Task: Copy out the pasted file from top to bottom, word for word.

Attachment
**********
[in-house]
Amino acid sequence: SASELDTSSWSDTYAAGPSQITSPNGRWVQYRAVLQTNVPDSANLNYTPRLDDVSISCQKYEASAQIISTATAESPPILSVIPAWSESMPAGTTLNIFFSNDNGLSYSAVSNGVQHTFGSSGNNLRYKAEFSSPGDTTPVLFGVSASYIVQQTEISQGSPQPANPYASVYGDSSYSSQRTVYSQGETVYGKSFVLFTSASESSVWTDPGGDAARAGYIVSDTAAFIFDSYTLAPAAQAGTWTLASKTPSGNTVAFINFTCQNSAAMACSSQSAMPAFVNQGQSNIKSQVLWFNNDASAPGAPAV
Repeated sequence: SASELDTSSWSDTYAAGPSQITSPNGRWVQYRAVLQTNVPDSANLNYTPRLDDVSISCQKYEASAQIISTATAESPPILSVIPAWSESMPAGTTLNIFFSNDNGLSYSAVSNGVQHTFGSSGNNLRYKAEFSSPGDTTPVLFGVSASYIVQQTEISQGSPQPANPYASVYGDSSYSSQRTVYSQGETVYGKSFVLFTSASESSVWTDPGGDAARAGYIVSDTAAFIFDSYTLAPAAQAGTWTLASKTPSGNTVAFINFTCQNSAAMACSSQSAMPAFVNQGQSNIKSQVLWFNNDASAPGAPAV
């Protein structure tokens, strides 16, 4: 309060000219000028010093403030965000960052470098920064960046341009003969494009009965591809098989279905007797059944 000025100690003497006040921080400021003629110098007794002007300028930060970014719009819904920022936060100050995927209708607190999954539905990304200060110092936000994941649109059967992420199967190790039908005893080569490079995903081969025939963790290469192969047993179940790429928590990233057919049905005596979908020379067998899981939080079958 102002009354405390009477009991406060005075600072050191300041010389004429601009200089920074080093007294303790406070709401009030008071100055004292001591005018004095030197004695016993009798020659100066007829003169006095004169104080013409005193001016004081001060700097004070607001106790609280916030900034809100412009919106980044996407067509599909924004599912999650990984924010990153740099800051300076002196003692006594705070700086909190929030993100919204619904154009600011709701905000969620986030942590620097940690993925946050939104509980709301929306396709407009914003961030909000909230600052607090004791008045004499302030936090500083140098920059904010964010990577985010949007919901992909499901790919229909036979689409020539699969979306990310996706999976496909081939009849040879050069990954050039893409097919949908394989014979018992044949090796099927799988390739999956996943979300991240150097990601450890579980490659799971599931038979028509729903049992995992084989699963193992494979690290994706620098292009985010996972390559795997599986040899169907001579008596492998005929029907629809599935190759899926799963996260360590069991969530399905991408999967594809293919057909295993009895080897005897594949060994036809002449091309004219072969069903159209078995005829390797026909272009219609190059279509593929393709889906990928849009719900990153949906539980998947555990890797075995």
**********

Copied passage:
[in-house]
Amino acid sequence: SASELDTSSWSDTYAAGPSQITSPNGRWVQYRAVLQTNVPDSANLNYTPRLDDVSISCQKYEASAQIISTATAESPPILSVIPAWSESMPAGTTLNIFFSNDNGLSYSAVSNGVQHTFGSSGNNLRYKAEFSSPGDTTPVLFGVSASYIVQQTEISQGSPQPANPYASVYGDSSYSSQRTVYSQGETVYGKSFVLFTSASESSVWTDPGGDAARAGYIVSDTAAFIFDSYTLAPAAQAGTWTLASKTPSGNTVAFINFTCQNSAAMACSSQSAMPAFVNQGQSNIKSQVLWFNNDASAPGAPAV
Repeated sequence: SASELDTSSWSDTYAAGPSQITSPNGRWVQYRAVLQTNVPDSANLNYTPRLDDVSISCQKYEASAQIISTATAESPPILSVIPAWSESMPAGTTLNIFFSNDNGLSYSAVSNGVQHTFGSSGNNLRYKAEFSSPGDTTPVLFGVSASYIVQQTEISQGSPQPANPYASVYGDSSYSSQRTVYSQGETVYGKSFVLFTSASESSVWTDPGGDAARAGYIVSDTAAFIFDSYTLAPAAQAGTWTLASKTPSGNTVAFINFTCQNSAAMACSSQSAMPAFVNQGQSNIKSQVLWFNNDASAPGAPAV
């Protein structure tokens, strides 16, 4: 309060000219000028010093403030965000960052470098920064960046341009003969494009009965591809098989279905007797059944 000025100690003497006040921080400021003629110098007794002007300028930060970014719009819904920022936060100050995927209708607190999954539905990304200060110092936000994941649109059967992420199967190790039908005893080569490079995903081969025939963790290469192969047993179940790429928590990233057919049905005596979908020379067998899981939080079958 102002009354405390009477009991406060005075600072050191300041010389004429601009200089920074080093007294303790406070709401009030008071100055004292001591005018004095030197004695016993009798020659100066007829003169006095004169104080013409005193001016004081001060700097004070607001106790609280916030900034809100412009919106980044996407067509599909924004599912999650990984924010990153740099800051300076002196003692006594705070700086909190929030993100919204619904154009600011709701905000969620986030942590620097940690993925946050939104509980709301929306396709407009914003961030909000909230600052607090004791008045004499302030936090500083140098920059904010964010990577985010949007919901992909499901790919229909036979689409020539699969979306990310996706999976496909081939009849040879050069990954050039893409097919949908394989014979018992044949090796099927799988390739999956996943979300991240150097990601450890579980490659799971599931038979028509729903049992995992084989699963193992494979690290994706620098292009985010996972390559795997599986040899169907001579008596492998005929029907629809599935190759899926799963996260360590069991969530399905991408999967594809293919057909295993009895080897005897594949060994036809002449091309004219072969069903159209078995005829390797026909272009219609190059279509593929393709889906990928849009719900990153949906539980998947555990890797075995």